by Jonathan Gault
April 22, 2018
(Editor’s note: Much of this appears in our women’s race recap, but we are also posting as a separate article).
LONDON — Before the 2018 Virgin Money London Marathon, Mary Keitany and Tirunesh Dibaba appeared to exist on a different plane from the rest of the women’s marathoning world. But with her come-from-behind win today, Vivian Cheruiyot now belongs in the discussion of the world’s best marathoner.
It wasn’t just that Cheruiyot beat Keitany and Dibaba today; it was how she did it, clocking 2:18:31 to become the fourth-fastest woman of all-time (only Keitany, Dibaba, and Paula Radcliffe have run faster) on a day where conditions were not conducive to fast times.
Last year in her marathon debut, Cheruiyot hung on for fourth in 2:23:50 despite going out in a blazing 67:42. This year everything was different for Cheruiyot.
“Last year, you saw, she chased Mary in the first 10 miles,” said Cheruiyot’s coach/agent Ricky Simms. “She let her go a little bit and then she was in no man’s land between them. She just said, Oh, I’ve never been in a race before when I didn’t cover the leader. And no matter how many times we spoke about it before the race last year, when you’re [in the race] she’s like, No I can’t let her get away ahead of me.”
Cheruiyot proceeded to win Frankfurt last fall in 2:23:35, but despite the victory, Simms felt a change was necessary. During her decorated track career, Simms had always been in daily contact with Cheruiyot, but that had changed once she shifted to the marathon.
Cheruiyot Changes Up Her Approach
“She got a little bit like, oh, it’s marathon, I just need to do lots of long runs and she wasn’t as good a communicator,” said Simms. “After Frankfurt, we sat down and said, hey it has to be daily. I need daily [updates] using your Garmin.”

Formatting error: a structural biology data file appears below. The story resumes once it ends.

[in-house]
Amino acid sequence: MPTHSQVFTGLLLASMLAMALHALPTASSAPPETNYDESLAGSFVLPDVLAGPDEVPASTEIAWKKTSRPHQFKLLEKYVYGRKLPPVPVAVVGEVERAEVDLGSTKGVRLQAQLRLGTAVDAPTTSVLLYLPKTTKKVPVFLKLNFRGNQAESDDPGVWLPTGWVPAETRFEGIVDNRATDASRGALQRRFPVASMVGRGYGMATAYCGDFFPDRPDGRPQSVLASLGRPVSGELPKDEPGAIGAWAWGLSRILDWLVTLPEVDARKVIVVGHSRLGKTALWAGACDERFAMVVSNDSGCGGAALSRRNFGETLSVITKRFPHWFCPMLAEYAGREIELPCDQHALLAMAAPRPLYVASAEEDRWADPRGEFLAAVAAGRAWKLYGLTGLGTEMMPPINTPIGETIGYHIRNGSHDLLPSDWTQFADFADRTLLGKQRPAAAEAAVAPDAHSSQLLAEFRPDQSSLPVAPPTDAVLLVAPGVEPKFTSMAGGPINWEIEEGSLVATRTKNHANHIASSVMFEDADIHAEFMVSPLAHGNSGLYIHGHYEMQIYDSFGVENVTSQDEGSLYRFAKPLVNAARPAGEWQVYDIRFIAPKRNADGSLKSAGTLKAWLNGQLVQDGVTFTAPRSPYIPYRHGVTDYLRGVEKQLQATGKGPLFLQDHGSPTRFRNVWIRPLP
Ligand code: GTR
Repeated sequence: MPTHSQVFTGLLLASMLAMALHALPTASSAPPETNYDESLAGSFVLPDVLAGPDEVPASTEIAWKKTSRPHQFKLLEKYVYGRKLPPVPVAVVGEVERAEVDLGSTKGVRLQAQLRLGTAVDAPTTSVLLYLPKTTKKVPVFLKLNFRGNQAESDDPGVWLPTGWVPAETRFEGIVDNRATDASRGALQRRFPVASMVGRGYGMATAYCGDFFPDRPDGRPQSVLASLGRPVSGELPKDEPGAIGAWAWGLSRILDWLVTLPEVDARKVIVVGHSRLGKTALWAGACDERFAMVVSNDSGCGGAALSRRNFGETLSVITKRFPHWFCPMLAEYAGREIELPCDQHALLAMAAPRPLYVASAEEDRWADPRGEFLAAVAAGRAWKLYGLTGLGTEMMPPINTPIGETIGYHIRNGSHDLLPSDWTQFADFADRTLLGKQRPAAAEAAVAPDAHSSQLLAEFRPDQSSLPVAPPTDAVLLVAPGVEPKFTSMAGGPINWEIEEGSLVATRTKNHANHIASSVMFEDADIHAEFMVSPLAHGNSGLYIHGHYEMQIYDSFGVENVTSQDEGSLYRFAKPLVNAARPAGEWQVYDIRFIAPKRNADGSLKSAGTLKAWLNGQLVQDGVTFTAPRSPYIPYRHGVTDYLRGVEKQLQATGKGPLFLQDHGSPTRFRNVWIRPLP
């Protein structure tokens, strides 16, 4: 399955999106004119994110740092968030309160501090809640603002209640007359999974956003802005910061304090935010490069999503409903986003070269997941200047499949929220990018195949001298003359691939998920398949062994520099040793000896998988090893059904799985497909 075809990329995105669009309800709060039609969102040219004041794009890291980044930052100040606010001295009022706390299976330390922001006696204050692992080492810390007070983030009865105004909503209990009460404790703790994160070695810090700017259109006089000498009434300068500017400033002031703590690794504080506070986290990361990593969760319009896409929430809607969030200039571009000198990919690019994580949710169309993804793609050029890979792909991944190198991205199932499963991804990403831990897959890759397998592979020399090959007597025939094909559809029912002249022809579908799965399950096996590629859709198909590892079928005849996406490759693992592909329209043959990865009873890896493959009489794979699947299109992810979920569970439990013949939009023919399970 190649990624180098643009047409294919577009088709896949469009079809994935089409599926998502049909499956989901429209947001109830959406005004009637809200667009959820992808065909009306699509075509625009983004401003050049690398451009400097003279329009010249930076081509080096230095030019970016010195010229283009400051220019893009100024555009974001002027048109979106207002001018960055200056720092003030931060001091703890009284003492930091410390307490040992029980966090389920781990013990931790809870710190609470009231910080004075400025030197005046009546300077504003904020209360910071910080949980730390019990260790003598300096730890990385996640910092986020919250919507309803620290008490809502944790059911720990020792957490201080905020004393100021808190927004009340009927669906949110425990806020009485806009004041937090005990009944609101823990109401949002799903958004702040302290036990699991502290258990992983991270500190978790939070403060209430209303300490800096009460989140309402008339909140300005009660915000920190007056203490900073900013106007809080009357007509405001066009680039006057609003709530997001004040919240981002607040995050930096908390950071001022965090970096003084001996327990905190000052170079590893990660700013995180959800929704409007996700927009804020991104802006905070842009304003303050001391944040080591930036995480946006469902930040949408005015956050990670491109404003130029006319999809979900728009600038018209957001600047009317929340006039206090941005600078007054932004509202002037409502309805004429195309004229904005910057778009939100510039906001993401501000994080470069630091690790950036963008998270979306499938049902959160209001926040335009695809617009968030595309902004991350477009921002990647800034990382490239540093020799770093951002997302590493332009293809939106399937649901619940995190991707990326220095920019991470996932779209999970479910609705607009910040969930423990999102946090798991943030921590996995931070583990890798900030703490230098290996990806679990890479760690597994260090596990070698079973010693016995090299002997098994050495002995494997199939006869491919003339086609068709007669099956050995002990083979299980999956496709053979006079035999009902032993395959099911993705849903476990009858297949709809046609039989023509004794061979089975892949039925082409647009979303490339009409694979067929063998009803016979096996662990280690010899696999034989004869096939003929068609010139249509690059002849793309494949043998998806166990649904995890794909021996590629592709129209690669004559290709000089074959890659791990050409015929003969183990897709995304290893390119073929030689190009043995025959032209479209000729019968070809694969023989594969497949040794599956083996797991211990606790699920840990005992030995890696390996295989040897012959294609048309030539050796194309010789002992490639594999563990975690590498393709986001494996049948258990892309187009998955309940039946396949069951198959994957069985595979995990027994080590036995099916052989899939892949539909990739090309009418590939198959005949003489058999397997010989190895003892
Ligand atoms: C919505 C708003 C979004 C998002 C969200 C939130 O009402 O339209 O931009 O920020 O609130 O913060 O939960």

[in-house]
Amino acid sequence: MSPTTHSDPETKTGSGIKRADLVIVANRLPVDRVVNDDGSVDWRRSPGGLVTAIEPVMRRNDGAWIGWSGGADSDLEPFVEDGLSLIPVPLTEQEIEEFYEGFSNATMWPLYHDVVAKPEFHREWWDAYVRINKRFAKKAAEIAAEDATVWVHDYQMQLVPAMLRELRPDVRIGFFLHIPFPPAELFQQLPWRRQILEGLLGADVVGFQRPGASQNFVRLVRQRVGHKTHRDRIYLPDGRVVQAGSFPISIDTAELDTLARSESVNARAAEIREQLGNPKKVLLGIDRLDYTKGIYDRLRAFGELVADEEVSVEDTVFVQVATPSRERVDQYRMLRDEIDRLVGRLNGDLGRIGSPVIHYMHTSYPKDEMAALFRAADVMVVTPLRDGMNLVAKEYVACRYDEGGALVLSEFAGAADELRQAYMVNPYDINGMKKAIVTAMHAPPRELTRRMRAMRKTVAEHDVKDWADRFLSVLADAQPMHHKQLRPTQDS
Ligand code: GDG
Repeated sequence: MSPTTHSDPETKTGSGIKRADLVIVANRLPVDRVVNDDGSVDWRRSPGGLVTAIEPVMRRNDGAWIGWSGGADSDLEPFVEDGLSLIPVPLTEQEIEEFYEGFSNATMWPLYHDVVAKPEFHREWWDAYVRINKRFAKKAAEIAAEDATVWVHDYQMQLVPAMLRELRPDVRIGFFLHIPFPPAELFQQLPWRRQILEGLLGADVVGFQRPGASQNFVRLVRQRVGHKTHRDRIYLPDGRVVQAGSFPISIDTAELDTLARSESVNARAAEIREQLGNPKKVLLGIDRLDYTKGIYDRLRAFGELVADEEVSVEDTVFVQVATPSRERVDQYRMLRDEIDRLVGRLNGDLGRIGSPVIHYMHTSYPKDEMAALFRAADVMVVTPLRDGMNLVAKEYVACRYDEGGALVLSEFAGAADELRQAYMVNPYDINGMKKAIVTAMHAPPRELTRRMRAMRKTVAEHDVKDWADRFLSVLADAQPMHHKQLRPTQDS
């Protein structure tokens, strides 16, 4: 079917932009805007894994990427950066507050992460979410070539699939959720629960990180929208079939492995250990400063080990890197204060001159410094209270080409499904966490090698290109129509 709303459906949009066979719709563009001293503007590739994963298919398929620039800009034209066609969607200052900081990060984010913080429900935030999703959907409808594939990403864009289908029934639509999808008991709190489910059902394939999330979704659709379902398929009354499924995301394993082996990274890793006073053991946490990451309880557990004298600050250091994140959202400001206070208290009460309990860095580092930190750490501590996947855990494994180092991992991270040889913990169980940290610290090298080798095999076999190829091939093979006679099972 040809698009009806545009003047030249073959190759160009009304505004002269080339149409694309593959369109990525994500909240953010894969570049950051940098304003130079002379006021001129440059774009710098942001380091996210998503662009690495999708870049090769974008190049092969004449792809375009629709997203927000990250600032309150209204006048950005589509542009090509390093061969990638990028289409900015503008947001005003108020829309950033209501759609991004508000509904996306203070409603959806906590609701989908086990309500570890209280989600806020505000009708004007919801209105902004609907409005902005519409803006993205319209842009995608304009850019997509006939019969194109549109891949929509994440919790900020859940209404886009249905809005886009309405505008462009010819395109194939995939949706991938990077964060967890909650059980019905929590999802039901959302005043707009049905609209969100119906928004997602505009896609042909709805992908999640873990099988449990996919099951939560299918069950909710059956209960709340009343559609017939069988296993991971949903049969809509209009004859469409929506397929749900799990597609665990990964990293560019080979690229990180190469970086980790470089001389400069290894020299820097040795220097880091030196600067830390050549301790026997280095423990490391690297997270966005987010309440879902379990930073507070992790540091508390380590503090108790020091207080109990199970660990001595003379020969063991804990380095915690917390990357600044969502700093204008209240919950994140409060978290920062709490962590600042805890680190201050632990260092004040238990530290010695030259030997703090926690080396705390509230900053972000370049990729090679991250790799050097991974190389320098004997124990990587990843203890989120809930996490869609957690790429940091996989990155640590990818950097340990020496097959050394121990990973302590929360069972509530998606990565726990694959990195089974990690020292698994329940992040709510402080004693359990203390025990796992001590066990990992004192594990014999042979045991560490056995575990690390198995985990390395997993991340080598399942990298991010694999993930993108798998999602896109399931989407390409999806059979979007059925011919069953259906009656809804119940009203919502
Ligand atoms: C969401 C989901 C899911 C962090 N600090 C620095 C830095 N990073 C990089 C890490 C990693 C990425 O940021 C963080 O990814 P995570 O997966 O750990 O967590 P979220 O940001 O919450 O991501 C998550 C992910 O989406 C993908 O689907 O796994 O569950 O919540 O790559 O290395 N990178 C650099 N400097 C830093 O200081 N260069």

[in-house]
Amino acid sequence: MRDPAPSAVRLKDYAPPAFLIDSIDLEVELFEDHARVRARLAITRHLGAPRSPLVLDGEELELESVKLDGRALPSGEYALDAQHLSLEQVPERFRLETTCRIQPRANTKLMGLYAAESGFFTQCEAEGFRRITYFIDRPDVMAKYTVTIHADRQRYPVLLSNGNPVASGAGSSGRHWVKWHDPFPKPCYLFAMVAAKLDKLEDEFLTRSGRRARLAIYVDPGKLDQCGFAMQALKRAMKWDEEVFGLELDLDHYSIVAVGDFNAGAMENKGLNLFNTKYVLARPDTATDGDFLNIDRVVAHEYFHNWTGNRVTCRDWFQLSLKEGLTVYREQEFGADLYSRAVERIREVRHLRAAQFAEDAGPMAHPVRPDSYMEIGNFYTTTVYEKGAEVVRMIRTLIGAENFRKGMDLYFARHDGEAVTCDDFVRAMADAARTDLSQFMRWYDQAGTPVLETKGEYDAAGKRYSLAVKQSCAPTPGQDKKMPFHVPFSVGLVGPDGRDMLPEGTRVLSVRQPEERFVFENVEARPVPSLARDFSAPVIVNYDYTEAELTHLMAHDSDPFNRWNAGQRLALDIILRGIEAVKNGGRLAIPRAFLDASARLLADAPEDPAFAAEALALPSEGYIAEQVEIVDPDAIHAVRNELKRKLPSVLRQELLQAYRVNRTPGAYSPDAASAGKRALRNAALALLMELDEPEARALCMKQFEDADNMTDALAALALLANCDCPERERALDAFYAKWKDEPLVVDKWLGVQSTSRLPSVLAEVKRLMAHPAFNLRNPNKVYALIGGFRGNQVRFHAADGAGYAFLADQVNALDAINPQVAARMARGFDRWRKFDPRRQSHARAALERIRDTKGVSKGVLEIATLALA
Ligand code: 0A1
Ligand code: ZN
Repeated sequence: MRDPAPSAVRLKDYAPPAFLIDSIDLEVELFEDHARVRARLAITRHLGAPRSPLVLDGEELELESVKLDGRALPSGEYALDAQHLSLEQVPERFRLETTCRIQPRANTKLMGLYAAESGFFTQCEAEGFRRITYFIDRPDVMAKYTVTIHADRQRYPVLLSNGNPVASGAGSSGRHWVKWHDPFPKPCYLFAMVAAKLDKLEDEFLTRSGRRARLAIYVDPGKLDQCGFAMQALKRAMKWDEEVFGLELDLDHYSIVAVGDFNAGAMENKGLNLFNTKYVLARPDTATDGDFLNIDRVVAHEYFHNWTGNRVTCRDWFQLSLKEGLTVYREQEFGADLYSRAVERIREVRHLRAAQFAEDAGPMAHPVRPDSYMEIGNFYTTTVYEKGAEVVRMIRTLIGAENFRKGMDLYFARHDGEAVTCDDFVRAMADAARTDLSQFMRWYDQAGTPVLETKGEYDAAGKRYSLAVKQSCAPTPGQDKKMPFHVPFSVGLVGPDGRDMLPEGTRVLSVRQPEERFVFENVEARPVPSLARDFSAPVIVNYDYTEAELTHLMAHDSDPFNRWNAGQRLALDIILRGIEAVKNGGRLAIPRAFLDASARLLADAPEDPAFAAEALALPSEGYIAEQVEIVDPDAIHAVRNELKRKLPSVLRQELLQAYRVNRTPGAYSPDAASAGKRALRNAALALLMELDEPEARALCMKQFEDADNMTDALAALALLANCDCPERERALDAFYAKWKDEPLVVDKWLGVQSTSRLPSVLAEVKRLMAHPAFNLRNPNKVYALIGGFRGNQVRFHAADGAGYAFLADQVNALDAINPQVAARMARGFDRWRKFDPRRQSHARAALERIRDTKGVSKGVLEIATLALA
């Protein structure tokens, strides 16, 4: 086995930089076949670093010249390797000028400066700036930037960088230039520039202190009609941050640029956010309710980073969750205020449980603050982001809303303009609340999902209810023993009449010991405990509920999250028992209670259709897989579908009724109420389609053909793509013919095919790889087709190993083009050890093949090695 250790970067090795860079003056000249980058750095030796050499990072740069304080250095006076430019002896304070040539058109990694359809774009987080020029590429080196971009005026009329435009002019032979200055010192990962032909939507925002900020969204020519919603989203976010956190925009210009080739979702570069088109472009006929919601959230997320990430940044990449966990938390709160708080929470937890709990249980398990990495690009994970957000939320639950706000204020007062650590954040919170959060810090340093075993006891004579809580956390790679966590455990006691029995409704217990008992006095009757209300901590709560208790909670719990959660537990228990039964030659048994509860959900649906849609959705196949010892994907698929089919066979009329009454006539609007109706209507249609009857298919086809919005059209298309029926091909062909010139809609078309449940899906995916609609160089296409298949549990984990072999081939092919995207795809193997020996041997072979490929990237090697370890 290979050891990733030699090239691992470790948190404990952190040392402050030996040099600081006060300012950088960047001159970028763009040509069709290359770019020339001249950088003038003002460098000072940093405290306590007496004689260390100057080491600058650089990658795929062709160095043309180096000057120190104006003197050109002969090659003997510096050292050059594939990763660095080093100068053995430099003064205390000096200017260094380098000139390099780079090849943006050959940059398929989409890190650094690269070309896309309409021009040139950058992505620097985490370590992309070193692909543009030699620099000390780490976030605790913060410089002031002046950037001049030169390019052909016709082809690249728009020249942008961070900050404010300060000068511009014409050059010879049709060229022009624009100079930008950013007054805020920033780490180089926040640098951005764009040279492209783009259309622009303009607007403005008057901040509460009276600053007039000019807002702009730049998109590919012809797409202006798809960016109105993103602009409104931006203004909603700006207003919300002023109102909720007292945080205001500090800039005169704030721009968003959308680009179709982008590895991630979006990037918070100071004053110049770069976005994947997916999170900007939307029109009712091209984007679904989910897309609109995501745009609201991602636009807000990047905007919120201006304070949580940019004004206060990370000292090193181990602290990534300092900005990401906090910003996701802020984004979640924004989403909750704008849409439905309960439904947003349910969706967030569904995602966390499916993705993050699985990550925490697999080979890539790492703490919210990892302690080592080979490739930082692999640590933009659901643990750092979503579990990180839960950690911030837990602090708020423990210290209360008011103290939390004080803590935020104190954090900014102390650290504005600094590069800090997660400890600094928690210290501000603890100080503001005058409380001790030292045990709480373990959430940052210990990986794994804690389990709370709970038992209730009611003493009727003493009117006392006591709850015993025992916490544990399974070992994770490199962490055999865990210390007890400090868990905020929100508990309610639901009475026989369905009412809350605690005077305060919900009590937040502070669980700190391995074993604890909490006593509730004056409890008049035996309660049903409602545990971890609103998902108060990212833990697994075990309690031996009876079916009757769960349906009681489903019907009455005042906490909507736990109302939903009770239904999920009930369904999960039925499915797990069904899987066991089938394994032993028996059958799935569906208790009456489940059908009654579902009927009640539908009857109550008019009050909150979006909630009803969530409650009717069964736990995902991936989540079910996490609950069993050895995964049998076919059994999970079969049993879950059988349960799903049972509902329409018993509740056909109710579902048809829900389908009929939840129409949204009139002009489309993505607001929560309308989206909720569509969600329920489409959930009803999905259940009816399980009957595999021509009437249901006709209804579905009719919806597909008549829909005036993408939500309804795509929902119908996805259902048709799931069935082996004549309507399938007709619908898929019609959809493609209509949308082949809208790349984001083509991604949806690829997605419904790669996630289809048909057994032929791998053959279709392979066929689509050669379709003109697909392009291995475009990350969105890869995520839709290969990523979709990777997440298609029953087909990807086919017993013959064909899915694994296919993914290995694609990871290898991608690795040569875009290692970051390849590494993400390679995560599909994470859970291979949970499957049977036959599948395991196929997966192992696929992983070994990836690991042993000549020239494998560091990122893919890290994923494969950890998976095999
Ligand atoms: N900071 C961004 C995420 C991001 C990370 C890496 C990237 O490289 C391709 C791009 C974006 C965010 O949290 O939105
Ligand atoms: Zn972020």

Simms had never coached a marathoner before Cheruiyot and said he’s received advice from world record holder Paula Radcliffe, who lives across the street from him in Monaco. One change they made in this buildup was to up Cheruiyot’s mileage to around 110 per week; that’s much higher than her two previous buildups, where Simms said Cheruiyot was still doing “track mileage.”
Going into London, Simms felt Cheruiyot was capable of 2:18 or 2:19 on a great day, but in order to run, she had to run smart. And she did that, running fairly even splits of 68:56-69:35.
Simms said that he was happy when he found out the top two would be going out on 67:30 pace. The faster the pace early on, the greater the chance of a blowup. He told Cheruiyot not to go with them, and knew that after what happened here last year, she would follow those instructions.
“With Vivian, throughout her track career, she does exactly what you ask her to do,” Simms said. “And you can’t ask for more from an athlete.
“…I said there’s no way you’re going with the lead group. Someone from your group can win the race if the girls fall off the edge of the cliff. And that someone can be you if you run smart.
“I wanted her to wait as long as possible. She actually started moving a little bit earlier than I would have liked her to, when she passed Mary. I would have been happy for her to pass in the last mile, but she was feeling okay.”
Even with that game plan, Cheruiyot knew that Keitany was going to be a threat, even going out at world record pace.
“I didn’t know that I was going to win because I remember last year, Mary ran 66:50-something and she won in 2:17,” Cheruiyot said. “So she’s a strong lady and you cannot say she’s going to die.”
The scary thing is, the 34-year-old Cheruiyot still has room to improve. She didn’t incorporate many long tempos in this buildup, a staple of almost all marathon training, and one would expect that she could have gone even faster today had the temperature been 20 degrees cooler.